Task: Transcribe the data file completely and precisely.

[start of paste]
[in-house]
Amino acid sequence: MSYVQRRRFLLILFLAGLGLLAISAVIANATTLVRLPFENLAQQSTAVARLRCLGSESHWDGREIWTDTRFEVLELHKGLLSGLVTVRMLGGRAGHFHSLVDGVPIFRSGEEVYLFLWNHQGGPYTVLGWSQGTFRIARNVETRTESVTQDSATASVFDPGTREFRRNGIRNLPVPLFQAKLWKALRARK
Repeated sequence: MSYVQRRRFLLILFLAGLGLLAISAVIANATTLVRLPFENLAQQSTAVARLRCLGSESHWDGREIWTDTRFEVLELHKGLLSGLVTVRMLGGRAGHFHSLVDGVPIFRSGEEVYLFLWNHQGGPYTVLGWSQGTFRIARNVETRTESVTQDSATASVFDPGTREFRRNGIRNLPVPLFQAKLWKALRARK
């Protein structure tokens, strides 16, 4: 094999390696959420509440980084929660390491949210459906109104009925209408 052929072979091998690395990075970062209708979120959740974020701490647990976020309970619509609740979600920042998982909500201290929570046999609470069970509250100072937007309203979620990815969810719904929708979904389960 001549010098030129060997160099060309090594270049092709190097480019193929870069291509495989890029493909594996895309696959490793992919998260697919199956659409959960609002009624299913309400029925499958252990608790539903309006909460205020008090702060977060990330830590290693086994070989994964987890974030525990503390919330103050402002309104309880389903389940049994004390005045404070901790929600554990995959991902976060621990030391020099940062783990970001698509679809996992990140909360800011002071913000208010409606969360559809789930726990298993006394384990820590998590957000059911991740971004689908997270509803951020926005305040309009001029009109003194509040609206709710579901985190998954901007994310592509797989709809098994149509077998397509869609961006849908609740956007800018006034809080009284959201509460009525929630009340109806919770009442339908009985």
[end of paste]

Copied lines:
[in-house]
Amino acid sequence: MSYVQRRRFLLILFLAGLGLLAISAVIANATTLVRLPFENLAQQSTAVARLRCLGSESHWDGREIWTDTRFEVLELHKGLLSGLVTVRMLGGRAGHFHSLVDGVPIFRSGEEVYLFLWNHQGGPYTVLGWSQGTFRIARNVETRTESVTQDSATASVFDPGTREFRRNGIRNLPVPLFQAKLWKALRARK
Repeated sequence: MSYVQRRRFLLILFLAGLGLLAISAVIANATTLVRLPFENLAQQSTAVARLRCLGSESHWDGREIWTDTRFEVLELHKGLLSGLVTVRMLGGRAGHFHSLVDGVPIFRSGEEVYLFLWNHQGGPYTVLGWSQGTFRIARNVETRTESVTQDSATASVFDPGTREFRRNGIRNLPVPLFQAKLWKALRARK
């Protein structure tokens, strides 16, 4: 094999390696959420509440980084929660390491949210459906109104009925209408 052929072979091998690395990075970062209708979120959740974020701490647990976020309970619509609740979600920042998982909500201290929570046999609470069970509250100072937007309203979620990815969810719904929708979904389960 001549010098030129060997160099060309090594270049092709190097480019193929870069291509495989890029493909594996895309696959490793992919998260697919199956659409959960609002009624299913309400029925499958252990608790539903309006909460205020008090702060977060990330830590290693086994070989994964987890974030525990503390919330103050402002309104309880389903389940049994004390005045404070901790929600554990995959991902976060621990030391020099940062783990970001698509679809996992990140909360800011002071913000208010409606969360559809789930726990298993006394384990820590998590957000059911991740971004689908997270509803951020926005305040309009001029009109003194509040609206709710579901985190998954901007994310592509797989709809098994149509077998397509869609961006849908609740956007800018006034809080009284959201509460009525929630009340109806919770009442339908009985």